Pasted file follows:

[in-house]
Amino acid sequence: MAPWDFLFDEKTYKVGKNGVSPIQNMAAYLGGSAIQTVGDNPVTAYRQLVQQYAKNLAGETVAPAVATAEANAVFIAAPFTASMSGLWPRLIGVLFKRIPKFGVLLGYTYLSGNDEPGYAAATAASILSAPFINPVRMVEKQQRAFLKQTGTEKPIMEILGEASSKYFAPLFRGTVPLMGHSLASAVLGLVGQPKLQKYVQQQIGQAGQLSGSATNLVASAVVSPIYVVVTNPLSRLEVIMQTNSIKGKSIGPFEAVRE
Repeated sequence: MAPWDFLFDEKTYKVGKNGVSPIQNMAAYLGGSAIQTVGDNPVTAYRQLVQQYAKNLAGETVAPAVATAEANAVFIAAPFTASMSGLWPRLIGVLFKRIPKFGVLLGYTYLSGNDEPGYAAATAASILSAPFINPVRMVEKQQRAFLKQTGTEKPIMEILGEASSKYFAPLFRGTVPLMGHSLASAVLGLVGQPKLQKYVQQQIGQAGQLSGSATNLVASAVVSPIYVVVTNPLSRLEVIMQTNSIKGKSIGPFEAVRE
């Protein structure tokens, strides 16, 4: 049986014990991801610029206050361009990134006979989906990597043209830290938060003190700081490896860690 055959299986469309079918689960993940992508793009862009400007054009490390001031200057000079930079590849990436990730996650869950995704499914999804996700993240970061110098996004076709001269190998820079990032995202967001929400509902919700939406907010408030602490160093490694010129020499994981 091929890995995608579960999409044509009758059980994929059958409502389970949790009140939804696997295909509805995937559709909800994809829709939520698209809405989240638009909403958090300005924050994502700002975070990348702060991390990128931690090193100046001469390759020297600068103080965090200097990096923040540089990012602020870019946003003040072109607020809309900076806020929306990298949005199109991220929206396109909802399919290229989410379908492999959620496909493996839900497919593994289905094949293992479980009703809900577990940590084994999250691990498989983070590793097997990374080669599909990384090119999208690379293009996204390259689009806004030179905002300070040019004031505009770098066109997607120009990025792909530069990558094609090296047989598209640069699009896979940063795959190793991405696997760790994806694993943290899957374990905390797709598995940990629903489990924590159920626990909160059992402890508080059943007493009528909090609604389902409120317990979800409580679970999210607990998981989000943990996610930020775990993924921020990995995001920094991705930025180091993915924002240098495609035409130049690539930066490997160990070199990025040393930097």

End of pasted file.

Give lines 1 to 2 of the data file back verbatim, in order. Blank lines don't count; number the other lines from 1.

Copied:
[in-house]
Amino acid sequence: MAPWDFLFDEKTYKVGKNGVSPIQNMAAYLGGSAIQTVGDNPVTAYRQLVQQYAKNLAGETVAPAVATAEANAVFIAAPFTASMSGLWPRLIGVLFKRIPKFGVLLGYTYLSGNDEPGYAAATAASILSAPFINPVRMVEKQQRAFLKQTGTEKPIMEILGEASSKYFAPLFRGTVPLMGHSLASAVLGLVGQPKLQKYVQQQIGQAGQLSGSATNLVASAVVSPIYVVVTNPLSRLEVIMQTNSIKGKSIGPFEAVRE